Ken Hurley: Put civics back into the schools
Published: Wednesday, January 27, 2010 at 2:59 p.m.
Last Modified: Wednesday, January 27, 2010 at 2:59 p.m.
Representative democracy works best with informed, engaged participation. We are the government and the government is us. That is, “We the People” means you and me.
The complexity of our lives suggests having a solid understanding of our government is essential for the government to work effectively. We should stop thinking “government” is something that is done to us; that the government is some distant entity over which we can exercise little to no influence.
Government regulates so many of our daily actions; from the air we breathe to the food we eat, to the water we drink, to safety in the work place, to management of disasters and diseases, to which wars we will engage. Therefore, we should endeavor to understand the process by which our government functions and learn to enjoy being part of the process that affects each of our lives daily.
Political life is the medium in which we live. In simple terms our government can be described as the people and groups within a society with the authority to make, carry out and enforce laws, and manage disputes about them.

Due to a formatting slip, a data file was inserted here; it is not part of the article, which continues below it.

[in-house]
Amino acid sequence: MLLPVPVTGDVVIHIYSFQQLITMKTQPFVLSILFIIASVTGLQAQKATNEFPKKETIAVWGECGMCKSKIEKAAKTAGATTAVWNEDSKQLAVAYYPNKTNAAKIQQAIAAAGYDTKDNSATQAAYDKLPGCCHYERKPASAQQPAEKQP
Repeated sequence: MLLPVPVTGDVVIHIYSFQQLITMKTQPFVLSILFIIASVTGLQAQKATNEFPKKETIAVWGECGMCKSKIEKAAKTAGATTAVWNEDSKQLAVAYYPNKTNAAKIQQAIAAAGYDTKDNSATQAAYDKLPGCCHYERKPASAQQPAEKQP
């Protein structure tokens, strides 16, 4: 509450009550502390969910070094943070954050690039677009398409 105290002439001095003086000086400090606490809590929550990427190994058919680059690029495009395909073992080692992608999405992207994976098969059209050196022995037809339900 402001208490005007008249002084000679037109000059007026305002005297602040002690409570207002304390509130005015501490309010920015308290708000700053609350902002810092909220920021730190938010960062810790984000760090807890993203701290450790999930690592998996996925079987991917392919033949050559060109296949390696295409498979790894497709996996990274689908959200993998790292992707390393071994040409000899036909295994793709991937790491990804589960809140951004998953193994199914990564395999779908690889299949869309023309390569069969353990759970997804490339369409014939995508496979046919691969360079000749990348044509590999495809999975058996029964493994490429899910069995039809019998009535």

Consider what life might be like without government. It’s quite probable that life without government would be extraordinarily dangerous and unbearably miserable. Vigilantism might be the order of the day. The physically strongest, the biggest and loudest mouths may always prevail. There would be no checks and balances of power. Unchecked discrimination would be rampant. We couldn’t feel comfortable about the food we eat or who may come knocking
in the night.
Government, when directed toward worthy purposes and conducted effectively in accord with basic principles of justice, can be a powerful force for the protection of the rights of individuals and the promotion of the general welfare of people. An understanding of the necessity of government and its usefulness in promoting agreed upon goals that benefit the individual and society is essential for the development of informed, competent and responsible citizens.
For the above reasons and more it is time for Florida’s schools to resume effective teaching of civic education and time for we, the people, to support HB105 known as the “Justice Sandra Day O’Connor Civics Education Act” sponsored by Rep. Charles McBurney, Rep. Janet Adkins, Rep. Ronald Renuart and others.
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